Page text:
in figure 31.6 shows these areas to scale alongside the British Isles. As
usual, a plan that actually adds up requires country-sized facilities! And
we haven’t touched on how we would make all the required urea.

While it’s an untested idea, and currently illegal, I do find ocean nour-
ishment interesting because, in contrast to geological carbon storage, it’s
a technology that might be implemented even if the international com-
munity doesn’t agree on a high value for cleaning up carbon pollution;
fishermen might nourish the oceans purely in order to catch more fish.

Commentators can be predicted to oppose manipulations of the ocean, focusing on the uncertainties rather than on the potential benefits. They will be playing to the public’s fear of the unknown. People are ready to passively accept an escalation of an established practice (e.g., dumping CO2 in the atmosphere) while being wary of innovations that might improve their future well being. They have an uneven aversion to risk.

Ian Jones

We, humanity, cannot release to the atmosphere all, or even most, fossil fuel CO2. To do so would guarantee dramatic climate change, yielding a different planet...

J. Hansen et al (2007)

“Avoiding dangerous climate change” is impossible – dangerous climate change is already here. The question is, can we avoid catastrophic climate change?

David King, UK Chief Scientist, 2007


page no.

240climate change... was a controversial question. Indeed there still is a “yawning gap between mainstream opinion on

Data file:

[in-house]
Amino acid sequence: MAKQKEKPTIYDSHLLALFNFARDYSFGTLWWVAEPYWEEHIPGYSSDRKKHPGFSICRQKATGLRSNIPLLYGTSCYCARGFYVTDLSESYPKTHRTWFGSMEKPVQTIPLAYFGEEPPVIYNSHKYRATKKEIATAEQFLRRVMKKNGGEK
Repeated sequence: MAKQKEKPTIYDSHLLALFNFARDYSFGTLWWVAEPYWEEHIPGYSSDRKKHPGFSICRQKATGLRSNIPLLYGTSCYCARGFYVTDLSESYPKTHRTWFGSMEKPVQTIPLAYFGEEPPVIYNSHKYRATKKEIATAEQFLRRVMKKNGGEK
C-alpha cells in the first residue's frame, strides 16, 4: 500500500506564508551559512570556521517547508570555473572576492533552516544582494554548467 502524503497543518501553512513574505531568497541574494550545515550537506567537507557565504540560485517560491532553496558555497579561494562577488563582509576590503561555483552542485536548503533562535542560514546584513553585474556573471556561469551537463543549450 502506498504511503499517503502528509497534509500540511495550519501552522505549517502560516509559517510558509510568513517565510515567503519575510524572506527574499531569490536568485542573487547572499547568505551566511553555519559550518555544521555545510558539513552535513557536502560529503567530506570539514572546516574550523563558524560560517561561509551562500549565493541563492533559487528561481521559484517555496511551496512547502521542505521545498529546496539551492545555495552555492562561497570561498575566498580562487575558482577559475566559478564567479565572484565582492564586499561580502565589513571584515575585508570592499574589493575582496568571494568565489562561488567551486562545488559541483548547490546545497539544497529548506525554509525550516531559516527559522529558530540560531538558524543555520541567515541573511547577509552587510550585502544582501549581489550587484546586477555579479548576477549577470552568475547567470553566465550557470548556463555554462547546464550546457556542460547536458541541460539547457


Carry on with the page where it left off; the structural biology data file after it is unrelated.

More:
climate change among the educated elites of Europe and America” [voxbz].

241Where is the carbon? Sources: Schellnhuber et al. (2006), Davidson and Janssens (2006).

242The rate of fossil fuel burning... Source: Marland et al. (2007).

Recent research indicates carbon-uptake by the oceans may be reducing.
,, [yofchc], Le Quéré et al. (2007).

roughly half of the carbon emissions are staying in the atmosphere. It takes 2.1 billion tons of carbon in the atmosphere
(7.5 Gt CO2) to raise the atmospheric CO2 concentration by one part per million (1 ppm). If all the CO2 we pumped
into the atmosphere stayed there, the concentration would be rising by more than 3 ppm per year – but it is actually
rising at only 1.5 ppm per year.

Radioactive carbon... has penetrated to a depth of only about 400 m. The mean value of the penetration depth of
bomb 14C for all observational sites during the late 1970s is 390±39 m (Broecker et al., 1995). From [3e28ed].